The disappointment barrier to resolution

DISAPPOINTMENTThere are many barriers to resolving conflict but this one is prevalent in most mediations, in one form or another.

The feeling of disappointment, disappointment wrapped up in the sadness about the end of a relationship, disappointment about another persons actions, disappointment in an outcome and, probably, most damaging of all, disappointment in oneself.

The fact is, that feelings of disappointment often flow from a sense of expectation, however strong. So, if expectations can be carefully managed so can the resulting feelings of disappointment.

Expectations are the prisoners of our own mind, imposed limits on our thinking. They are created by us and are therefore manageable by us. We have a responsibility to do so.

Therefore, if something happens to us or something is done to us that leads to disappointment it is important that we reflect on why we are disappointed, what expectations these feelings of disappointment were based on and what WE can do about these, so that these feelings do not take hold of us or have power over us.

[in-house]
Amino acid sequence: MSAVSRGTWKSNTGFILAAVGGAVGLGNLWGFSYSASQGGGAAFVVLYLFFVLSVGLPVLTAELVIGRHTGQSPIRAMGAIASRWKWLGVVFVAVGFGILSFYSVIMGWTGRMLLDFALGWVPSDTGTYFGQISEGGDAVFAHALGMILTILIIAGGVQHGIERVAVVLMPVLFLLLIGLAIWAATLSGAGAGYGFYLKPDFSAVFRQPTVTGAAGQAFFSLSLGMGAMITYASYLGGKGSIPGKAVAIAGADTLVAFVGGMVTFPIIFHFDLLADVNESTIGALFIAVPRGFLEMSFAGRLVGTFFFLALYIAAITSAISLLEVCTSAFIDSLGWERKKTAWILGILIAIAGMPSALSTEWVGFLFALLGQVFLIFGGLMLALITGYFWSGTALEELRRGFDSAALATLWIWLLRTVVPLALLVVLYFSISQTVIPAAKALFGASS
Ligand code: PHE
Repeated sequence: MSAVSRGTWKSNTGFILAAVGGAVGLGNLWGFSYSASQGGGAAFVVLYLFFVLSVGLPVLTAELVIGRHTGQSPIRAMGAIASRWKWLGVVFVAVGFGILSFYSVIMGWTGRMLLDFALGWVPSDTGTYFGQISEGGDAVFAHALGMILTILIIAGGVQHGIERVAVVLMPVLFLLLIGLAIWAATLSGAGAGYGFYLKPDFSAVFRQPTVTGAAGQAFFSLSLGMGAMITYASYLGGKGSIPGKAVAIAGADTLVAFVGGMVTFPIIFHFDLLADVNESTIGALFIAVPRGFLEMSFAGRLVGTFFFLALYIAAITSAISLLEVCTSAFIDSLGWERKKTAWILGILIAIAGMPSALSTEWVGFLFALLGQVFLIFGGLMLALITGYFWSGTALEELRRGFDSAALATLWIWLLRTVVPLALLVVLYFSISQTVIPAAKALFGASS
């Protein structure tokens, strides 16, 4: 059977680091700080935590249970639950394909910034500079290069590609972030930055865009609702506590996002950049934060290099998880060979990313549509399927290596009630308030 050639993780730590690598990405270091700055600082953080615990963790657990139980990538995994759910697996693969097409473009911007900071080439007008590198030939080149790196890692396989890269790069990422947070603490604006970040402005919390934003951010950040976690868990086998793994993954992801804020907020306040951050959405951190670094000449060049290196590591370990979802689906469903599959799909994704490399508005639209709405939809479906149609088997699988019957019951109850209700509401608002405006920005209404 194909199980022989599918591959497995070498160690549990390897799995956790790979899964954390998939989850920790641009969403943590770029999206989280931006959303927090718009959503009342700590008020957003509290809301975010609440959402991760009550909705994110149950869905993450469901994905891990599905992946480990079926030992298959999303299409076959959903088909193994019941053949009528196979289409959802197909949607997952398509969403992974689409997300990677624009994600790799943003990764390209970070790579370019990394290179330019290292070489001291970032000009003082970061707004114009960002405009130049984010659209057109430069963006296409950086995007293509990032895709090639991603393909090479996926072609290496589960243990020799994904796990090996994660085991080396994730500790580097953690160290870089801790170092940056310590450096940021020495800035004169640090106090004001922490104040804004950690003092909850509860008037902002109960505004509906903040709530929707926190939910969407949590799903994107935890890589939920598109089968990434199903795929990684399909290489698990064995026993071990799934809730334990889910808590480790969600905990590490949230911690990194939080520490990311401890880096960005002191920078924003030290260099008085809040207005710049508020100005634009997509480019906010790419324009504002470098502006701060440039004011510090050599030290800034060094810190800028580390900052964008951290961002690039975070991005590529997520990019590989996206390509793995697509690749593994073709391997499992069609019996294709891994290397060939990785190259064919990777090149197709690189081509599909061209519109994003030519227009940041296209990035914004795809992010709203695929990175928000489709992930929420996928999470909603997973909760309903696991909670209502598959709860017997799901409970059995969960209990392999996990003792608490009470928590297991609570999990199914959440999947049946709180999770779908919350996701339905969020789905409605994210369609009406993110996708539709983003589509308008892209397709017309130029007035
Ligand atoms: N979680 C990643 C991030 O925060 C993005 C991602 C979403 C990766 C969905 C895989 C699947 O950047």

I often say to my client, as difficult as this may be, before coming into mediation, as part of their mental preparation, it is important for them to remain as open minded as possible, not planning for any particular outcome but rather focus on committing to a fair process out of which fair solutions to their particular circumstances, will emerge.

DISAPPOINTMENTThe more fixed and rigid my clients are about a particular outcome and the stronger their sense of entitlement and self-justification in respect of this outcome or position, the more difficult they are likely to find the mediation process which requires an open, honest, flexible, curious and patient approach.

I explained to them that there is a constant need to consider and reflect on each others perspectives in an attempt to create and design an outcome, based on an open and flexible process, that it is fair to them both, incorporating as many things as possible which are important to each of them and both of them.

If they are committed to and able to focus their minds and attention on maintaining this kind of approach and working together with mediator to achieve this, rather than feeling disappointed in the mediated outcome, they are likely to end up feeling emotionally and psychologically empowered by the process and achieve an outcome that feels fair to them both stands the test of time.

So far as the potential for disappointment is concerned, if each person in mediation is realistic about their expectations, widening the mental limits of expectations it will reduce the likelihood of disappointment and the negative feelings and reactions that often follow this.

The disappointment barrier to resolution